By Owei Lakemfa
THE Nigeria Labour Congress, NLC, turns forty on Wednesday, February 28. As I ruminate over this, I came to a painful realisation; the pinnacle it attained, was under Alhaji Hassan Adebayo Sunmonu its founding President. Since then, the quality of Congress leadership seems to diminish with each succeeding administration including the two I served in; this is to the extent that today, forty years later, the difference in leadership quality is like viewing a mountain top from the valley.
My thoughts on this occasion, are not different from those I expressed at the Dr. Kolagbodi Memorial Lecture I delivered on November 7, 2013.
My position is that the world is ruled by ideas while vision propels institutions; therefore, any trade unionist with no ideas or vision, is a danger to the Labour Movement. Such a unionist is an unguided missile; a fake drug merchant who will ultimately harm those he professes to serve. Also, trade unions cannot just disagree with government or protest against given policies; they must posit an alternative.
To me, trade unionism is a call; the unionist must choose who to serve for he cannot serve the worker and the employer (including government) equally. He must always be loyal to the worker.
While in the overall interest of the work place, the trade unionist must work with employers to promote industrial peace and harmony, he must never forget that workers and employers have fundamentally divergent interests. The primary interest of the worker is to sell his physical and mental labour as high a price as is possible, while the basic interest of the employer is to make as much profit as possible even if as in most cases, he has to undercut labour.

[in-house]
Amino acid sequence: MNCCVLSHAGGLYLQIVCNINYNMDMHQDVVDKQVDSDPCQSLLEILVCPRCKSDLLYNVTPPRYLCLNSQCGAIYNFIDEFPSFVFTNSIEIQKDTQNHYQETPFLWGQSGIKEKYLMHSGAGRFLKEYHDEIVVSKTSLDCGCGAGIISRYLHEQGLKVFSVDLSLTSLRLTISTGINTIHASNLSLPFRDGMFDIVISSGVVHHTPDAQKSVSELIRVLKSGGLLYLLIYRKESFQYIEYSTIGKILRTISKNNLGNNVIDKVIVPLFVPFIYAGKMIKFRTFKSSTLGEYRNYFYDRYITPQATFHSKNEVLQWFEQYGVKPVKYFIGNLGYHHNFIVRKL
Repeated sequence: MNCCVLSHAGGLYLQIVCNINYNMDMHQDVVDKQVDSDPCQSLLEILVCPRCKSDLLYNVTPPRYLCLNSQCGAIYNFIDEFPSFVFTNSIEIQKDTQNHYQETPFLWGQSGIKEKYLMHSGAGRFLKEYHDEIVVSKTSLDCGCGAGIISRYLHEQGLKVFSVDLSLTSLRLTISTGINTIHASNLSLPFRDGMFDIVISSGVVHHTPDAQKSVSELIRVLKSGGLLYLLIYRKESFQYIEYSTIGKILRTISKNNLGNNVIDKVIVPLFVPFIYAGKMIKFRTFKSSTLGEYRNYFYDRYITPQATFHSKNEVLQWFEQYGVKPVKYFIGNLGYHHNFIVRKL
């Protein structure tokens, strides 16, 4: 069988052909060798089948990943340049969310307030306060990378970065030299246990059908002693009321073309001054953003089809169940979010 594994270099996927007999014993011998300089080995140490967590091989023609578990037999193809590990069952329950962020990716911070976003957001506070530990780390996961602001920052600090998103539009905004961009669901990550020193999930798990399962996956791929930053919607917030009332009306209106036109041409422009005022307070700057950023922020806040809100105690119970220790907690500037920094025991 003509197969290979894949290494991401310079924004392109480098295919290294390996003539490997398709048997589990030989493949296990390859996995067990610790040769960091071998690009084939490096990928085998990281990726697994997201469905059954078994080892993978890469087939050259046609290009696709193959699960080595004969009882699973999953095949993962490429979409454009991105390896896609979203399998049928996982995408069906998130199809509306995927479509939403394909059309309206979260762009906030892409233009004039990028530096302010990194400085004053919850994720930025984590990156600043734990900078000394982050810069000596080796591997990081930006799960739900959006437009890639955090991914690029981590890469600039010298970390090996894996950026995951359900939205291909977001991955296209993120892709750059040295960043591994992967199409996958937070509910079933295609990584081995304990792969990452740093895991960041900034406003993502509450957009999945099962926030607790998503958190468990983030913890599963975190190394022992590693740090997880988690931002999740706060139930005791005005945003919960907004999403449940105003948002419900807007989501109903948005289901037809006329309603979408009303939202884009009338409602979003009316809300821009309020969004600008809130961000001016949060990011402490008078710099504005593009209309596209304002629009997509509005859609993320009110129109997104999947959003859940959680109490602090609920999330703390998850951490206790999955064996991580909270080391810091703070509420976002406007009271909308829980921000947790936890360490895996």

I hold that principles and values should rule the Labour Movement; to hold a leadership position, is service. A labour leader with no commitment to the cause of the Working Class is no better than a one-armed bandit, and obviously, the trade union is not the place for him.
My tutelage under unionists like Comrade Wahab Goodluck and Dr. Lasisi Osunde taught me that a unionist must have moral authority. Mobutu Seseseko, former life President of the Democratic Republic of Congo, DRC, was one of the richest men in the world. But he died unsung in Rabat, Morocco, and even his corpse could not be interred in the country he ruled for decades. In contrast, Mother Theresa was not wealthy, but when she died, the world mourned her. There was even a tussle between countries in Europe and Asia over who should have the honour of burying her.
Again, take Nelson Mandela; his power was not based on material wealth, but his moral authority. In the Movement, we also had a legend, Michael Imoudu who despite having led Nigerian workers in one form or another from 1940 to 1976, could not afford to build a house; his only house in the village, was built by the Nigeria Union Of Railwaymen.
For me, a labour leader without moral authority, is like a carpenter passing off as a surgeon. Let the labour leader be said to be stubborn or uncompromising, but never that he is a sell-out, or is on the payroll of any government or employer. That was why when I was a labour leader, I could hold my head high, and look any employer or anybody in government, straight in the eye without blinking. For me, there was no doubt who my principals were or to whom I owed my loyalty.